I’ve been living for many years in a multi-cat household, and it’s been a delightful part of my life. My first wife and I had several cats through our many years together, then Nancy and I got a pair of black kittens early in our relationship. Edwin P. Hubble and Subramanian Chandrasekhar, named for two famous astronomers (you can tell who chose the names!) When Chandra passed away last year, we got two more black kittens, creating a complex, three-cat dynamic. Kittens rolling and purring and clawing furniture, playful romping at 2am, sitting on the pillow staring us awake at 6am. It was fun and easy…as long as Nancy was home.
Then she wasn’t, and neither was I, visiting the hospital each day. The feline dynamic got messy, really it became a love triangle gone bad, with Hubble attacking the younger male daily. The short story is, the young one started marking territory, I had to clean up cat urine in odd places every day, and endure cat-fights in the middle of every night. Pheromone therapy didn’t fix it, three cat boxes didn’t fix it, enforced separation didn’t fix it, and I’ve had my bedroom door closed for months to keep the young one from peeing on the bed while I’ve tried to resolve this feline psychology mess. I’ve hit my limits.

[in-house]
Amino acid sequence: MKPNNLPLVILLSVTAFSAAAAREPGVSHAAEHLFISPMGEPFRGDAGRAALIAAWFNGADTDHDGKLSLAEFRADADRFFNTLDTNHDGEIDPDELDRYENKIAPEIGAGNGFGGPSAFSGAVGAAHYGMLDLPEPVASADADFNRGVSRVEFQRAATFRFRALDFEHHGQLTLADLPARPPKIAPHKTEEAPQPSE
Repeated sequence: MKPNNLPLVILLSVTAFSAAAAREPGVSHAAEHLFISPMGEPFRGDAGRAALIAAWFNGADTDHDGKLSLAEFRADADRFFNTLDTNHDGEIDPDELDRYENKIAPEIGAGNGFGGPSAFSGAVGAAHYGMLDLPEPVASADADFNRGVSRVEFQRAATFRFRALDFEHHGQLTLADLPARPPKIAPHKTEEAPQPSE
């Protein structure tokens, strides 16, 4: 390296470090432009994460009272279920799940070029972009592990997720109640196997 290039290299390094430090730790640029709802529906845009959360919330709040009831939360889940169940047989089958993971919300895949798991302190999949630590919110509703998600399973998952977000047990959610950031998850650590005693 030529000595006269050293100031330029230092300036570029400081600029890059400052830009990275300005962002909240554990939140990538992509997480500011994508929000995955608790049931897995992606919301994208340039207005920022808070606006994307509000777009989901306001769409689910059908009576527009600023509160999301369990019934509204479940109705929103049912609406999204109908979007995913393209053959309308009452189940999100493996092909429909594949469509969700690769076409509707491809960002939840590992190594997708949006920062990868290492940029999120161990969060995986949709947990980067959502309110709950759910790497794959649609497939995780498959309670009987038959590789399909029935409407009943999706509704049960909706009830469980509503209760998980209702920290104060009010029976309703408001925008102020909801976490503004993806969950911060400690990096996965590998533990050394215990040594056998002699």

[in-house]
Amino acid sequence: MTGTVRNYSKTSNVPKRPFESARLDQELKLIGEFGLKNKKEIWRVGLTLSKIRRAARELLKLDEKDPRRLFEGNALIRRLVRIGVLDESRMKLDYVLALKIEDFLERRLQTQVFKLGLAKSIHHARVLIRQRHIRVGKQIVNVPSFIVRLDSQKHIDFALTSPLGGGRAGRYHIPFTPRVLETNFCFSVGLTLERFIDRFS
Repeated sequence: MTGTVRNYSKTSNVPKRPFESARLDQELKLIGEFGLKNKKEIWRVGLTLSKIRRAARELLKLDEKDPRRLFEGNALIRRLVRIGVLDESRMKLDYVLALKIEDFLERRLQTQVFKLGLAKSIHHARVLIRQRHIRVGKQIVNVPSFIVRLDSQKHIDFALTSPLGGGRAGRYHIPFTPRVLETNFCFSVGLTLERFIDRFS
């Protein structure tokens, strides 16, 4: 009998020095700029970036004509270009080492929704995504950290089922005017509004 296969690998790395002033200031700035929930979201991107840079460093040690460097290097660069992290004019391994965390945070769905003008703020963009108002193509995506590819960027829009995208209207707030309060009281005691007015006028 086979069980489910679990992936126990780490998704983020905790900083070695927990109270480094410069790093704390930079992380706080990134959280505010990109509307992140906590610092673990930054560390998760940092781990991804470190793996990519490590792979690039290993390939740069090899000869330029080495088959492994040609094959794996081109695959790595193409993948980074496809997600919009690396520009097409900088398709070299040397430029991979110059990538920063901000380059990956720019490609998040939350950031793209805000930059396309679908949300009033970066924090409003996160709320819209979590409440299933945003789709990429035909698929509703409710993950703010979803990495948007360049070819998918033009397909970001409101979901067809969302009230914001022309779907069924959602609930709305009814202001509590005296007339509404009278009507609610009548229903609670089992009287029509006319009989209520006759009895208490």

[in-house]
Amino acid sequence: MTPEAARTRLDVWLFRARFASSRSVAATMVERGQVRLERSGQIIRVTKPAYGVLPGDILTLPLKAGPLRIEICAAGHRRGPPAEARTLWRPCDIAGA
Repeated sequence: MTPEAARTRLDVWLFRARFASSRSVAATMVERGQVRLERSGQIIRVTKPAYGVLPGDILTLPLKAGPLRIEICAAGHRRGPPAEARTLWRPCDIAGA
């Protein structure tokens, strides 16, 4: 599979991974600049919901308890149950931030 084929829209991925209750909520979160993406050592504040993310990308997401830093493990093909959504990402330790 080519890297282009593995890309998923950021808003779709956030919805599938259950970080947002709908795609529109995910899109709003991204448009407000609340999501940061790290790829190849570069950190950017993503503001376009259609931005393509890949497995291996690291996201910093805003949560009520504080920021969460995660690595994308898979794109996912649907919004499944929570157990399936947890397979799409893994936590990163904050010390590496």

So I surrendered the two young cats (now 17 months old) to the Marin Humane Society yesterday. They are bonded together, they are affectionate and entertaining, and if the evaluation of them is positive, they can find a new home together. I will be tracking their fate, they are dear to me, even as I had to let them go. The above photo shows them when they were four months old, a little over a year ago, just as Nancy and I were starting to make our relationship work really well, just before she went back into the hospital. It was a golden hopeful time, with everything going well for her and for us, just before it all fell apart.
Now the house is quiet, it’s just Hubble and me, as I’m cleaning up the last remnants of months of warfare and upset. There are some stained corners, claw damage on the couch, a little blood on the stair landing from the last grand cat fight. Enzyme cleaner is removing the last of the smell. Now there is only one cat box, now I can leave all the doors open, now the daily clean-up tasks are ended. Hubble seems happy to hang out in the closet like he used to, while coming out and interfering with me as I fold the laundry. Our bond is reaffirmed, and the peace is a huge relief.
How odd, that my life has whittled down to this. Eighteen months ago, there were five beings in this house, Nancy and I, two cats and my mom’s German Shepherd, Sheba. Now all are gone, except Hubble. The house now has an innate stillness that did not exist before. Except when Hubble plaintively whines for attention. He’s spending a lot of time alone now, as am I.